Stroke 2002 Nov;33(11):2718-21
Section of Cardiovascular Medicine, Department of Internal Medicine, Yale University School of Medicine, New Haven, Conn, USA.
Background And Purpose: Although patterns of stroke occurrence and mortality have been well studied, few epidemiological data are available regarding the clinical characteristics of stroke events.
Methods: We evaluated hospitalized stroke events reported in the Atherosclerosis Risk in Communities (ARIC) Study to describe the clinical characteristics of incident stroke. Confirmed stroke cases (n=474) were evaluated for stroke symptoms (headache, vertigo, gait disturbance, convulsions) and stroke signs (hemianopia, diplopia, speech deficits, paresis, paresthesia/sensory deficits) and their univariate associations with race, sex, and stroke subtype.
Results: Over 9.2 years of follow-up, 402 (85%) ischemic and 72 (15%) hemorrhagic strokes occurred. Frequency of stroke symptoms (95% CIs) were as follows: headache (27.4%; 23.4% to 31.4%), gait disturbance (10.8%; 7.9% to 13.6%), convulsions (4.4%; 2.6% to 6.3%), and vertigo (2.1%; 0.8% to 3.4%). Speech deficits occurred in 24.0% (20.2% to 27.9%), hemianopia in 14.6% (11.4% to 17.7%), and diplopia in 5.5% (3.4% to 7.5%) of cases. Most cases involved paresis (81.6%; 78.1% to 85.1%), while fewer cases experienced sensory deficits (44.5%; 40.0% to 49.0%). Blacks were more likely than whites to experience paresis (85.4% versus 78.2%; P=0.044). Men were more likely than women to experience a gait disturbance (14.4% versus 6.7%; P=0.007). Persons with hemorrhagic strokes had a higher proportion of headaches (55.6% versus 22.4%; P=0.001) and convulsions (11.1% versus 3.2%; P=0.003) than those with ischemic events, while speech and sensory deficits were more common in ischemic strokes (26.1% versus 12.5%, P=0.013, and 49.0% versus 19.4%, P=0.001, respectively).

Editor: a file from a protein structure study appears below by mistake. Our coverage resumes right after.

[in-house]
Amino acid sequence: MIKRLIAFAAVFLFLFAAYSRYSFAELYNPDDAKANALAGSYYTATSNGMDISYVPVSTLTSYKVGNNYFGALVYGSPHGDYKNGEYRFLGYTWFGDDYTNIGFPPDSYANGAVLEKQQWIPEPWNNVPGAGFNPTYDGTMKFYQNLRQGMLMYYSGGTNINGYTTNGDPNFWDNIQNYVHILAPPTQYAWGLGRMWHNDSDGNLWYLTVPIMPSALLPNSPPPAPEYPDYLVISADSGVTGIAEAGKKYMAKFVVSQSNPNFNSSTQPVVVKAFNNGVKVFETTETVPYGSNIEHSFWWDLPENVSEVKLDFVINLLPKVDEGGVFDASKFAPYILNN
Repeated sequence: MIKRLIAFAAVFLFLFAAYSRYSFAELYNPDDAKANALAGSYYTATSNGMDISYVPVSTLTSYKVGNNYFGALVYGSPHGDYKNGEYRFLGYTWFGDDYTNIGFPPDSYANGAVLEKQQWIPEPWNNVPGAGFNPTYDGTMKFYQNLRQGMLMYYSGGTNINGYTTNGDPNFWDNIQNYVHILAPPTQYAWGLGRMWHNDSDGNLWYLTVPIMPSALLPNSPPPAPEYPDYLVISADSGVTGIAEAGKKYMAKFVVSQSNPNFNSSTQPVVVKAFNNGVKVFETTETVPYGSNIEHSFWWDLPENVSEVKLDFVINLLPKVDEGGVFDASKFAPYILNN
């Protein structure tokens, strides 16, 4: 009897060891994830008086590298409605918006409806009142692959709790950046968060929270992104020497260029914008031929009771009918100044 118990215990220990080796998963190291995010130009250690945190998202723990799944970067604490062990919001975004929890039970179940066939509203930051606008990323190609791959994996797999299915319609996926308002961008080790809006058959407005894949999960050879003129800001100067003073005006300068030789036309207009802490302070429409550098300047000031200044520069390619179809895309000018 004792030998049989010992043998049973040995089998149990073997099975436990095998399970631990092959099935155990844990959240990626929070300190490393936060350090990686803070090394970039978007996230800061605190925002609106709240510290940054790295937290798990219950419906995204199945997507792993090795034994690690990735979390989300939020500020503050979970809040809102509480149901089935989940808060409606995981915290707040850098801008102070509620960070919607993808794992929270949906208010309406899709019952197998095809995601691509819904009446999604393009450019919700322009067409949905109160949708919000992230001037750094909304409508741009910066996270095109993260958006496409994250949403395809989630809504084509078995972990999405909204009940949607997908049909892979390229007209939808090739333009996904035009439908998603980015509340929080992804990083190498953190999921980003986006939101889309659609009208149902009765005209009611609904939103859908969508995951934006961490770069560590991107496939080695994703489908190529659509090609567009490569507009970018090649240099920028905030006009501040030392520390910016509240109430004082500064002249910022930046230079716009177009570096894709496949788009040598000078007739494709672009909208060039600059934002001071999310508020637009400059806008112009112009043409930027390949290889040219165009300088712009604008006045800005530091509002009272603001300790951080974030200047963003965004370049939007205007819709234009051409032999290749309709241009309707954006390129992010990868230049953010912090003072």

Conclusions: We present epidemiological data concerning the clinical characteristics of incident stroke in a population-based cohort. Although minor differences by race, sex, and stroke subtype were observed, data from additional follow-up are required to confirm observed variations.